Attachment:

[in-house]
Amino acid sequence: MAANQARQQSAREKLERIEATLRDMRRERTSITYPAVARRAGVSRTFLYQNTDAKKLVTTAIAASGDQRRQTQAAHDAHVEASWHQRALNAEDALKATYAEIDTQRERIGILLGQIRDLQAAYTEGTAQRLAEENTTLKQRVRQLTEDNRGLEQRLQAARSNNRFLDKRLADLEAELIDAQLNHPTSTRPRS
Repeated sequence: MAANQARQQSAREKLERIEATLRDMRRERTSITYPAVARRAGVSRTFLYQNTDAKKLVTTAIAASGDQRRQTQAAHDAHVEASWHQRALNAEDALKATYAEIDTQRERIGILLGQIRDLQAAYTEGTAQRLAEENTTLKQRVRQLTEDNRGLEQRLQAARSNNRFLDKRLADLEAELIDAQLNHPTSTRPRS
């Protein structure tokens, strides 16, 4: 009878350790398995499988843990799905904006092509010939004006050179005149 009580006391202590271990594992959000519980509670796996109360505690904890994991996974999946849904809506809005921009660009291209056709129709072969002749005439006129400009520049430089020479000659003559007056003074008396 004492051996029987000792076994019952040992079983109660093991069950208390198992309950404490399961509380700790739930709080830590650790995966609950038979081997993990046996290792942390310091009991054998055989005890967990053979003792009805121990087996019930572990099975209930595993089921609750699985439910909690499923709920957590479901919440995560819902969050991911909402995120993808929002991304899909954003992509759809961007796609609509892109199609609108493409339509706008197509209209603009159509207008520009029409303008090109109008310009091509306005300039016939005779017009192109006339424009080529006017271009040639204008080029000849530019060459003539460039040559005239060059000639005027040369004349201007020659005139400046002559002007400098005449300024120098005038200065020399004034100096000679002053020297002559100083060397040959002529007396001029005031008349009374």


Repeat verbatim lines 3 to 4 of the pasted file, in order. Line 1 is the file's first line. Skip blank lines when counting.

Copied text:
Repeated sequence: MAANQARQQSAREKLERIEATLRDMRRERTSITYPAVARRAGVSRTFLYQNTDAKKLVTTAIAASGDQRRQTQAAHDAHVEASWHQRALNAEDALKATYAEIDTQRERIGILLGQIRDLQAAYTEGTAQRLAEENTTLKQRVRQLTEDNRGLEQRLQAARSNNRFLDKRLADLEAELIDAQLNHPTSTRPRS
């Protein structure tokens, strides 16, 4: 009878350790398995499988843990799905904006092509010939004006050179005149 009580006391202590271990594992959000519980509670796996109360505690904890994991996974999946849904809506809005921009660009291209056709129709072969002749005439006129400009520049430089020479000659003559007056003074008396 004492051996029987000792076994019952040992079983109660093991069950208390198992309950404490399961509380700790739930709080830590650790995966609950038979081997993990046996290792942390310091009991054998055989005890967990053979003792009805121990087996019930572990099975209930595993089921609750699985439910909690499923709920957590479901919440995560819902969050991911909402995120993808929002991304899909954003992509759809961007796609609509892109199609609108493409339509706008197509209209603009159509207008520009029409303008090109109008310009091509306005300039016939005779017009192109006339424009080529006017271009040639204008080029000849530019060459003539460039040559005239060059000639005027040369004349201007020659005139400046002559002007400098005449300024120098005038200065020399004034100096000679002053020297002559100083060397040959002529007396001029005031008349009374």